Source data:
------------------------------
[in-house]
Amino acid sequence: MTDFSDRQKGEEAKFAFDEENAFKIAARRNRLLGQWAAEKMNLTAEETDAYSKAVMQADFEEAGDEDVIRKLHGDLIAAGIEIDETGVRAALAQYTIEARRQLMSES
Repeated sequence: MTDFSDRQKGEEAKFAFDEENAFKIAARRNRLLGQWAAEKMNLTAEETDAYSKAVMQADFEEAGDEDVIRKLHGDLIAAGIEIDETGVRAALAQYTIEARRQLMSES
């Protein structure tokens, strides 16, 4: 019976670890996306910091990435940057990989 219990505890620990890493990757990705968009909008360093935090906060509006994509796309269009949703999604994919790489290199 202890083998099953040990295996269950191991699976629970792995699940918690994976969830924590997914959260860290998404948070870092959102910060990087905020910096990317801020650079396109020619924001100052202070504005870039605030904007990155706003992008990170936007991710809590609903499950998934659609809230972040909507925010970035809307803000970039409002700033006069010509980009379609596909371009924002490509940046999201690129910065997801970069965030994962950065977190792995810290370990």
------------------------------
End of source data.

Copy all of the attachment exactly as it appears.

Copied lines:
[in-house]
Amino acid sequence: MTDFSDRQKGEEAKFAFDEENAFKIAARRNRLLGQWAAEKMNLTAEETDAYSKAVMQADFEEAGDEDVIRKLHGDLIAAGIEIDETGVRAALAQYTIEARRQLMSES
Repeated sequence: MTDFSDRQKGEEAKFAFDEENAFKIAARRNRLLGQWAAEKMNLTAEETDAYSKAVMQADFEEAGDEDVIRKLHGDLIAAGIEIDETGVRAALAQYTIEARRQLMSES
């Protein structure tokens, strides 16, 4: 019976670890996306910091990435940057990989 219990505890620990890493990757990705968009909008360093935090906060509006994509796309269009949703999604994919790489290199 202890083998099953040990295996269950191991699976629970792995699940918690994976969830924590997914959260860290998404948070870092959102910060990087905020910096990317801020650079396109020619924001100052202070504005870039605030904007990155706003992008990170936007991710809590609903499950998934659609809230972040909507925010970035809307803000970039409002700033006069010509980009379609596909371009924002490509940046999201690129910065997801970069965030994962950065977190792995810290370990």